Improved ballistic missile & ABM modelling: Ballistic missiles now use true-to-life trajectories depending on their range profile (with accurate burnout elevation angle, velocity, altitude and apogee figures), and MIRVed missiles release their re-entry vehicles sequentially instead of all of them at the same.
ABM missiles also have improved kinematic & guidance profiles, and the interception altitude envelope limitation is taken into account during the pre-fire checklist (e.g. SM-3 will not fire against incoming BM/RV if the estimated intercept point is within the atmosphere).
Combined, these changes model much more faithfully the challenges of BMD siting, engagement windows and general operations.
New sensor type: Passive radar (PCLS) (also in v1.15.5): For a general background on PCLS, see here. PCLS systems can be very useful both as a covert means of airspace surveillance and as a potent counter-VLO asset to be combined with other, more traditional sensors. They do have several drawbacks and vulnerabilities (for example, they can be limited in altitude coverage because of their bistatic nature, and each receiver must have clear LOS to both the target and the transmitter in order to process the reflection), but as long as these can be accommodated, PCLS sensors can significantly enhance an IADS and complicate enemy efforts to disrupt it.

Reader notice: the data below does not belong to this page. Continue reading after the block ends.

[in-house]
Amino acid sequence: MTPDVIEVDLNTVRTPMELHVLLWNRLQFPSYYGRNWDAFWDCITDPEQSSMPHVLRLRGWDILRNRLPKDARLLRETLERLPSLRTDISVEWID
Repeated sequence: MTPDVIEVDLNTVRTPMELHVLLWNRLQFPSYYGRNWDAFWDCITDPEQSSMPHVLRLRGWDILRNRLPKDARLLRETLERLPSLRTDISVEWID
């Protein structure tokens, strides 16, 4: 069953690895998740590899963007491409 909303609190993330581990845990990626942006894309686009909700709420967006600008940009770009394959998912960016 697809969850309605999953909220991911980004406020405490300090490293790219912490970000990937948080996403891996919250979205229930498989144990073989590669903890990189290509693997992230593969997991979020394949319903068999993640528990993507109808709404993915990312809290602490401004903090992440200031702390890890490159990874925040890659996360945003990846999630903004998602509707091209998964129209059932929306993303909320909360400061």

New bathymetry layer: The “Relief” map layer has been enhanced with its marine counterpart, a rich bathymetric map that illustrates the differences in bottom depth on different map locations. An example screenshot:
Sim-pulse control on MC & CLI: Users can now configure the simulation pulse time-slice (coarse or finegrained) while running a scenario in Monte-Carlo mode or while using the command-line edition. This allows better control between performance and fidelity in simulation execution.
Benchmark mode: This provides an objective way to measure & compare a system’s performance and suitability for CPE, by repeatedly running any selected scenario in headless mode (similar to Monte-Carlo execution, but without any analysis results). The execution is run using finegrained pulse mode (ie. 0.1-sec pulses) in order to stress-test the simulation engine and the hardware resources.
Database selection improvements: The “Database” section of the Editor menu has been significantly redesigned for ease of use. Instead of a long list of available registered & custom DBs to choose from, only the latest registered DB3000 & CWDB databases are displayed for quick selection, along with the option to manually select another database to load from the file system. It is also now possible to directly select a specific DB to migrate a scenario to:
New satellite-pass prediction UI: Apart from the classic tabular format for presenting forthcoming satellite passes and dwell times over a specified point, an additional graphical view has been added, which makes it easier to visualize the same information:
Area & reference-point manager: This offers a centralized interface for editing reference points on large-scale scenarios. Ref-points and zones can be organized by tagging and visually distinguished by different colors: